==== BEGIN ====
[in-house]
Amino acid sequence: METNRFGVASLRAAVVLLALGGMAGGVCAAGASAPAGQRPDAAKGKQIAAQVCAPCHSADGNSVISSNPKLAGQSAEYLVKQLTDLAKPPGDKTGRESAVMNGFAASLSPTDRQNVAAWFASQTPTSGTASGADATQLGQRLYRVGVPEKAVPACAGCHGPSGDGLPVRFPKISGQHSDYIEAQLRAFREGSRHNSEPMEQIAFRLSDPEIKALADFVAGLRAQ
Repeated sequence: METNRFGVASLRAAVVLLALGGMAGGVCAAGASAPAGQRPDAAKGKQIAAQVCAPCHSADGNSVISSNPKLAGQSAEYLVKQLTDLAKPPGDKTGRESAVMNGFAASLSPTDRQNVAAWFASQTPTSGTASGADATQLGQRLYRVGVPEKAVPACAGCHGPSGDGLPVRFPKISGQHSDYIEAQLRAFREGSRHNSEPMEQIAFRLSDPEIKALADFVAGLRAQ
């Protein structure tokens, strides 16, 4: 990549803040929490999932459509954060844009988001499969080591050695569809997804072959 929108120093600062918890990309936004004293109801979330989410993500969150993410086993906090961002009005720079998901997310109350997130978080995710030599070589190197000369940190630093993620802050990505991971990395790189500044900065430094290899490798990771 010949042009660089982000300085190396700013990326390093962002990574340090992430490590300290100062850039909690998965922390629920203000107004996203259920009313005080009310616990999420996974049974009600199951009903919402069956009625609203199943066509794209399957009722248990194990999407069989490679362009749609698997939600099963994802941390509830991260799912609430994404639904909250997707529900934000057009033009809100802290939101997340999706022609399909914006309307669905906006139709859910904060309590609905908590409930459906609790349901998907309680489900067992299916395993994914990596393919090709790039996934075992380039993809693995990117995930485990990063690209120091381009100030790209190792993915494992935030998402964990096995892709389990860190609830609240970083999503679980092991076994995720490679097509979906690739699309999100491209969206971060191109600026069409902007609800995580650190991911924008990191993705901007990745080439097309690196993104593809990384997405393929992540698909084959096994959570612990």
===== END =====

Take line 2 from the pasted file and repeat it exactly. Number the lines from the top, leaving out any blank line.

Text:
Amino acid sequence: METNRFGVASLRAAVVLLALGGMAGGVCAAGASAPAGQRPDAAKGKQIAAQVCAPCHSADGNSVISSNPKLAGQSAEYLVKQLTDLAKPPGDKTGRESAVMNGFAASLSPTDRQNVAAWFASQTPTSGTASGADATQLGQRLYRVGVPEKAVPACAGCHGPSGDGLPVRFPKISGQHSDYIEAQLRAFREGSRHNSEPMEQIAFRLSDPEIKALADFVAGLRAQ